When I think about brands that are killing it in advertising, I don’t think Coca-Cola or even Apple anymore. I think about brands like GoPro, Knockaround sunglasses and Betabrand. This is because they have disrupted entrenched industries by creating powerful platforms for consumer participation instead of simply launching another ad campaign. Brands that succeed in the future will reject traditional campaign logic in favor of a more participatory and inclusive approach that allows people to see themselves reflected in the way the brand takes shape over time.

6) What key elements must a successful brand embrace in 2015? Give an example of a product that has perfected the cutting-edge brand experience.

The biggest thing brands will need to learn in 2015 is that the customer is the hero, NOT the brand. Leading edge brands are increasingly serving their consumers, not the other way around. This requires brands, more than ever, to get specific on who they are and what they offer and move away from trying to be “for everyone, everywhere.”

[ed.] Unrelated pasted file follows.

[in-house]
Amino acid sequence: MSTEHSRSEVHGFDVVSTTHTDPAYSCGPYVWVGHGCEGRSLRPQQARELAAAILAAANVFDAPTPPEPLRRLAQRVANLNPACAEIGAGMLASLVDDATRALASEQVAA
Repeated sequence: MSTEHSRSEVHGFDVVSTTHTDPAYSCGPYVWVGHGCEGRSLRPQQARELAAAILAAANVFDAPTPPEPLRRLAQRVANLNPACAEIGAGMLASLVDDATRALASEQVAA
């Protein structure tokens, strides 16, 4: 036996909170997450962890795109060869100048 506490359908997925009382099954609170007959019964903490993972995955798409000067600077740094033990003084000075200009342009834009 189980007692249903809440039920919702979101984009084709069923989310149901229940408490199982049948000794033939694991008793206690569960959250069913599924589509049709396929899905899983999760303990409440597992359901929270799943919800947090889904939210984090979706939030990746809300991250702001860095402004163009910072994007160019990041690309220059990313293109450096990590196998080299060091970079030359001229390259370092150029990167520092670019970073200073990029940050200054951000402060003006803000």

Birchbox has perfected the ‘cutting edge’ brand experience by expanding upon its online-only, subscription service and opening its first brick and mortar location. This will allow the brand to learn how consumers interact with the product and better understand what they want moving forward. In store tutorials, classes and consultation from experts for “box subscribers” helps elevate the brand from a purveyor of goods to a service provider for those who share their passion.

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David Germano
David Germano

David is the VP of Content Marketing for Empower Media Marketing, and runs Empower's Content Marketing division, Magnetic Content Studios. For more than 14 years, David has been helping brands develop sustained content marketing strategies and operate like media to build their own audiences. David is often speaking on the topic, and is a guest contributor to Content Marketing Institute.